Illinois will argue its case for public pension reform before the state Supreme Court on Wednesday, and probably the main point it will make is that no right is absolute.
The state Constitution on its face seems to prevent any change to state workers pensions: “Membership in any pension or retirement system of the state, any unit of local government or school district, or any agency or instrumentality thereof, shall be an enforceable contractual relationship, the benefits of which shall not be diminished or impaired.”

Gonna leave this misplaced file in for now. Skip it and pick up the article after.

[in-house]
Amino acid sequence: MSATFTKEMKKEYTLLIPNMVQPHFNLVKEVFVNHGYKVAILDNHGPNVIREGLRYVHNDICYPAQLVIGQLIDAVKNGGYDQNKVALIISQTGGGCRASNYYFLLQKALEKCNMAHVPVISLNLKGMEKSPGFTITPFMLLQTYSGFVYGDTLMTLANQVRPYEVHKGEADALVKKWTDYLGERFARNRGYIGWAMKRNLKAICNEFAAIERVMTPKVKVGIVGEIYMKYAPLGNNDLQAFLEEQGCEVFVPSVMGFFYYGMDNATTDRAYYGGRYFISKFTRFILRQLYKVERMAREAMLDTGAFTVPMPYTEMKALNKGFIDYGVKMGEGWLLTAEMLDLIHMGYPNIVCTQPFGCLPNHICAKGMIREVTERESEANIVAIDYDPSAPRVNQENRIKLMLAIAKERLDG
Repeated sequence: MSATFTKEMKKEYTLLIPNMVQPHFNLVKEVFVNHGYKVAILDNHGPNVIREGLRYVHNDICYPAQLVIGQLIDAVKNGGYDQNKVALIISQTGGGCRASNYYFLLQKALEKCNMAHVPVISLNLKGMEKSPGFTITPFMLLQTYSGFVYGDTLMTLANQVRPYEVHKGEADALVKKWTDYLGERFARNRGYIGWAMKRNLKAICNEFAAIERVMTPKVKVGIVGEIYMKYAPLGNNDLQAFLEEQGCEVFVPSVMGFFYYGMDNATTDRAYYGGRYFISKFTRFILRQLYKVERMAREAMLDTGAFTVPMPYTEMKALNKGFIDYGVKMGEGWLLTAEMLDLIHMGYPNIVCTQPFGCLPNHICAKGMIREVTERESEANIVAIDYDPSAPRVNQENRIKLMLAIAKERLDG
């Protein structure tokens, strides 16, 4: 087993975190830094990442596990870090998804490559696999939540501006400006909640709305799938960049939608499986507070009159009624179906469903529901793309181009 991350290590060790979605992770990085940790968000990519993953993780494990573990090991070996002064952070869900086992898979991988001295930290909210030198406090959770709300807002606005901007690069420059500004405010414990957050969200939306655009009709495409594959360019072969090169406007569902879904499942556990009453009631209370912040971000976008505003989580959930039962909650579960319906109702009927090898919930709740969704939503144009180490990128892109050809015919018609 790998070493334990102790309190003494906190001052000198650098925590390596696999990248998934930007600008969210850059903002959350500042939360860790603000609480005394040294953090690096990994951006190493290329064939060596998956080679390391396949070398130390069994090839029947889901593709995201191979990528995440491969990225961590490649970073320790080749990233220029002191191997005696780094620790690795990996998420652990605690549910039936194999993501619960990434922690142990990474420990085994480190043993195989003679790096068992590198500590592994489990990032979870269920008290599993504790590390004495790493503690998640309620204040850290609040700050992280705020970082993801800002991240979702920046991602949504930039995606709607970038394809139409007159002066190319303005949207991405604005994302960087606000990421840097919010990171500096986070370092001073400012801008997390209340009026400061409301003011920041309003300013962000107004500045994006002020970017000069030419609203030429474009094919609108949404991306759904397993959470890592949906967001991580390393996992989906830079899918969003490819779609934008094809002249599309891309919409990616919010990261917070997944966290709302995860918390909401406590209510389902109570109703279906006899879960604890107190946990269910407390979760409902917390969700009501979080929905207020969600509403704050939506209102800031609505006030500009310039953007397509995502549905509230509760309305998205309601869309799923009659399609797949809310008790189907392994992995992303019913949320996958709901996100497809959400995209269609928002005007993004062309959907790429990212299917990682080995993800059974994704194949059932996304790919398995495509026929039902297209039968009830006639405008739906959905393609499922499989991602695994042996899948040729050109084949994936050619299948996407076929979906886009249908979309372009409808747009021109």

But just as the First Amendment has its limits – you can’t yell “fire” in a crowded theater – so, too, should this provision. The people who wrote that guarantee weren’t faced with how to keep the state’s $110 billion in unfunded pension costs from crowding out essential government.
The state’s primary cost-saving change wouldn’t actually cut pensions, it would just slow the rate of the cost-of-living increases. Surely the justices will agree that lawmakers can do that. Otherwise, it’s programs and services that benefit the residents of Illinois that will be diminished or impaired.
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